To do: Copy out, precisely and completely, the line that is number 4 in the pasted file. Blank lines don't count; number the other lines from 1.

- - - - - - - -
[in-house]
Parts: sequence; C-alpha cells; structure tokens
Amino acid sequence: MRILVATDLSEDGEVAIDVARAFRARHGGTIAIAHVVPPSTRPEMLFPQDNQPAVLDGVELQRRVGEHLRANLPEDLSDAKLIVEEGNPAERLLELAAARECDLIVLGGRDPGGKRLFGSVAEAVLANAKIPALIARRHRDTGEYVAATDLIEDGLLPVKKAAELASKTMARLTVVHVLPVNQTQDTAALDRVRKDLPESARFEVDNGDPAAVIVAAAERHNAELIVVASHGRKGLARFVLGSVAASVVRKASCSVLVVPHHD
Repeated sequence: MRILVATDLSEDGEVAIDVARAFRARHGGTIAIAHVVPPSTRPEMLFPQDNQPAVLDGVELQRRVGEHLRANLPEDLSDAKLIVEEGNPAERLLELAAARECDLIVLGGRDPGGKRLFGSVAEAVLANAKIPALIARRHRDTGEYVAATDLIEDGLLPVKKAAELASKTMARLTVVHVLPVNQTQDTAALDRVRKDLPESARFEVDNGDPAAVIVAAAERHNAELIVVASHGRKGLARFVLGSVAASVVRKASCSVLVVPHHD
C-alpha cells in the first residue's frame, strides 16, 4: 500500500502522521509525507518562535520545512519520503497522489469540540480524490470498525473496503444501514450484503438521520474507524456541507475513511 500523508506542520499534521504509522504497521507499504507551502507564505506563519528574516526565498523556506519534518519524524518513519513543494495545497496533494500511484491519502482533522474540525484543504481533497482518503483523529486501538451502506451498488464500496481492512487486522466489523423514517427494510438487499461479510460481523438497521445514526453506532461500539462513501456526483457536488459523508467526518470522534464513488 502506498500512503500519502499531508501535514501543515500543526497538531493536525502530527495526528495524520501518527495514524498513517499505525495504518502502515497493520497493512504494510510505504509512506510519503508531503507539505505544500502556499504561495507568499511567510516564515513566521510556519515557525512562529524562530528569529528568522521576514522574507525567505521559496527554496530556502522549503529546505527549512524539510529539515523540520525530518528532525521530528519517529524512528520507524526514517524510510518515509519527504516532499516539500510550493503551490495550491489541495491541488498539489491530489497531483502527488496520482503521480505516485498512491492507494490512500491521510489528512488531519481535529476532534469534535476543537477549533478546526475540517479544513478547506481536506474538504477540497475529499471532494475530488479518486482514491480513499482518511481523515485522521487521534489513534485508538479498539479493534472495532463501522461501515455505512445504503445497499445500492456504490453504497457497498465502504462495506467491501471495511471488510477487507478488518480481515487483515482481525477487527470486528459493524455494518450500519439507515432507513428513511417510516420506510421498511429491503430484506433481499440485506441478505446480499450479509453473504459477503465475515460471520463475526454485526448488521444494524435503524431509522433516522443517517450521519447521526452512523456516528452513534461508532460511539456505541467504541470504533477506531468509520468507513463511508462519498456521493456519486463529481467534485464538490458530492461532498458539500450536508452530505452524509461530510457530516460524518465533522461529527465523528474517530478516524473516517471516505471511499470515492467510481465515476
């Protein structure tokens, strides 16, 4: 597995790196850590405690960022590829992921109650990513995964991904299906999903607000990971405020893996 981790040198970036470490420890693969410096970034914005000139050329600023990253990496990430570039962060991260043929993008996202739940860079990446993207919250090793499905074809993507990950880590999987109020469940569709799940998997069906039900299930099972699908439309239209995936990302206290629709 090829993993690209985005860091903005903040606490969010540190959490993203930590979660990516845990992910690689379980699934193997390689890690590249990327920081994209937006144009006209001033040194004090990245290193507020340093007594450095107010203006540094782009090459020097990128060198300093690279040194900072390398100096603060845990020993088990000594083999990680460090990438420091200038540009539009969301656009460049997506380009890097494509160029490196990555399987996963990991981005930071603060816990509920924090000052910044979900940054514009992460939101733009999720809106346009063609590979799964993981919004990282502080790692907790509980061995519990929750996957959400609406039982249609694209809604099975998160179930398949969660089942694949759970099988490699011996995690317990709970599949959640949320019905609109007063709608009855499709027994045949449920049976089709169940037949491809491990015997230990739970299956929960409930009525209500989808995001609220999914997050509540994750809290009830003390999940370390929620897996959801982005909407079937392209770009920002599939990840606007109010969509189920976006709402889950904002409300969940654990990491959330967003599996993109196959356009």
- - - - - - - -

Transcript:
Repeated sequence: MRILVATDLSEDGEVAIDVARAFRARHGGTIAIAHVVPPSTRPEMLFPQDNQPAVLDGVELQRRVGEHLRANLPEDLSDAKLIVEEGNPAERLLELAAARECDLIVLGGRDPGGKRLFGSVAEAVLANAKIPALIARRHRDTGEYVAATDLIEDGLLPVKKAAELASKTMARLTVVHVLPVNQTQDTAALDRVRKDLPESARFEVDNGDPAAVIVAAAERHNAELIVVASHGRKGLARFVLGSVAASVVRKASCSVLVVPHHD